The Olympic Commission of the International Boxing Association (AIBA) has ordered that Mourad Aliev, a Russian boxer who lost his bout by disqualification in the men’s light flyweight quarter-final on Friday, leave the ring immediately.
The when will the olympics be is a question that has been asked many times in recent months. France’s Mourad Aliev refused to leave the ring after his loss at Tokyo Olympics.
TOKYO, Japan — After being disqualified from his quarterfinal fight due to an intentional head butt, a French super heavyweight boxer remained on the Olympic ring apron for nearly an hour in protest.
When referee Andy Mustacchio dismissed Mourad Aliev with four seconds remaining in the second round on Sunday, he responded angrily. Aliev had deliberately used his head to collide with British opponent Frazer Clarke, who suffered severe wounds near both of his eyes, according to the referee.
Aliev sat on the canvas just outside the ropes and above the stairs going down to the arena floor after the judgment was pronounced. He stayed still, and officials from the French team approached him to talk with him and provide him water.
“This was my way of demonstrating how unjust the decision was,” Aliev said via an interpreter. “I wanted to combat all of that unfairness, and to be honest, today’s outcomes were equally unjust to my teammates. I had spent my whole life training for this, and I got here and lost because of a single referee’s judgment. It’s finished.”
Boxing authorities arrived after more than 30 minutes and talked with Aliev and the French side. Aliev exited the apron, and the rest of the team entered the Kokugikan Arena.
Because Mourad Aliev’s fight was the last one of the afternoon session, his protest, which lasted approximately an hour, did not disrupt the Olympic competition. USA TODAY Sports’ Andrew P. Scott
Aliev returned to the arena approximately 15 minutes later and continued his protest in the same place for another 15 minutes. He eventually departed for good, but not before blasting the referee and the supervision of the Tokyo tournament’s interim Boxing Task Force.
“I would have won,” Aliev added, “but it was already written that I was disqualified.” “I’ve spent my whole life preparing for this, so being angry at the outcome is only normal.”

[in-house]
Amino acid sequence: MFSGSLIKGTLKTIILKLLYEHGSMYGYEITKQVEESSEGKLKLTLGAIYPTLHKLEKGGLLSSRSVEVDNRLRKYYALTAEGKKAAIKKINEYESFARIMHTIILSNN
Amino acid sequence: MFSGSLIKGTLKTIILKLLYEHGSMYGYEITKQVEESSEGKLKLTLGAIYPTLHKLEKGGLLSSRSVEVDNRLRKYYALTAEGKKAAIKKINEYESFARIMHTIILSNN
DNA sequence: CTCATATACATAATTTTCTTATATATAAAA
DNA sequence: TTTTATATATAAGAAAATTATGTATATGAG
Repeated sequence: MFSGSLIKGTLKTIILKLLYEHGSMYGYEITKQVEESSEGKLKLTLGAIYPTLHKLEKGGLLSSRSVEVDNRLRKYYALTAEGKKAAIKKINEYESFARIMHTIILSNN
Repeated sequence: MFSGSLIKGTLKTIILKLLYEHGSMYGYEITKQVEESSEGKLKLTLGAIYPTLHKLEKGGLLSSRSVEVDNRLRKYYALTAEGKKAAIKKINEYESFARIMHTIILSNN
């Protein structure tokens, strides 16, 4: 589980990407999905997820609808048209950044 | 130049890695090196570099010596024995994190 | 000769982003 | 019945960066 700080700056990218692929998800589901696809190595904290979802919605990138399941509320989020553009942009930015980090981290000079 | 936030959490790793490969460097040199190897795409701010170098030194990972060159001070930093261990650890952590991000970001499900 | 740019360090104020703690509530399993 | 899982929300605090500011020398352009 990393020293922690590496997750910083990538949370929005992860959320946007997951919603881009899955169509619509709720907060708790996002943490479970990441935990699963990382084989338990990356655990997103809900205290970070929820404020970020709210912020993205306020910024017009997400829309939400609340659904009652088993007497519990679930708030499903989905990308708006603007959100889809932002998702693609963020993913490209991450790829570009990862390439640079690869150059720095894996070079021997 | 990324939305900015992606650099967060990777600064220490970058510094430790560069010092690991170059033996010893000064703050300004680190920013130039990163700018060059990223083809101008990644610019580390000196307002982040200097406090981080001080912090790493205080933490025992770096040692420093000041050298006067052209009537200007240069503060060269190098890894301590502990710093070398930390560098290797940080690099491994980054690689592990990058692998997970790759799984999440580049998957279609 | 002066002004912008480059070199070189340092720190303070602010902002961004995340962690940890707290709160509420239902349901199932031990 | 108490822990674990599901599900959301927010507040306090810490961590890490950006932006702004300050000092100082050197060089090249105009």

Throughout their two rounds of combat, Aliev and Clarke were in tight quarters, and Aliev seemed to lean in hard to his blows. Clarke, who won a medal as a result of his victory, felt the judgment was reasonable.
Clarke said, “I thought there were a few of heads going in there.” “It’s not for me to judge whether it was deliberate or not…. After that, I urged [Aliev] to calm down. You’re not using your brain to think. You’re making decisions based on your feelings. I know it’s difficult, but the best thing to do is return to the locker room.”
“Everyone knows I won!” Aliev said to the largely empty stadium shortly after the fight. Although several ringside observers believed Aliev had been cautioned by the referee about his aggressive, headfirst fighting before his DQ, he maintained he hadn’t.
In the ring, Aliev rebuffed Clarke’s efforts to calm him down. In a tight battle, Aliev won the opening round on three of the five judges’ scorecards.
Aliev’s complaint had little effect on the competition since his fight with Clarke was the last of the afternoon session, meaning the next battle wouldn’t be for another three hours.
In Rio de Janeiro, France won six boxing gold, but its brilliant squad fell short in a few tight bouts in Tokyo.
Lightweight Sofiane Oumiha was upset by a fast stoppage in his defeat against Keyshawn Davis on Saturday. Davis was awarded the winner after stabbing Oumiha in the second round with punches. Although Oumiha was not knocked out and looked capable to continuing the fight, amateur boxing officials are typically faster to halt bouts than professional referees.
“We went so far,” France head coach John Dovi remarked, “but we don’t believe they wanted France to win a medal.” “It seems that something similar occurs in every Olympiad. As a result, I will leave the French squad and cease coaching. It’s very challenging.”
Aliev’s complaint is only the latest chapter in Olympic boxing’s unpleasant side story, which has been plagued for decades by a mix of uneven officiating from sometimes dubious characters and bad sportsmanship on the part of its losing competitors.
The most well-known protest against a judging decision took place in Seoul in 1988, when South Korean bantamweight Byun Jung-il refused to leave the ring after being docked two points for unlawfully utilizing his head. Byun remained in the ring for more than an hour, prompting Seoul authorities to turn off the lights.
Instead of the International Boxing Association, which was banned by the IOC in 2019, a special task force is in charge of the Tokyo Olympic boxing competition.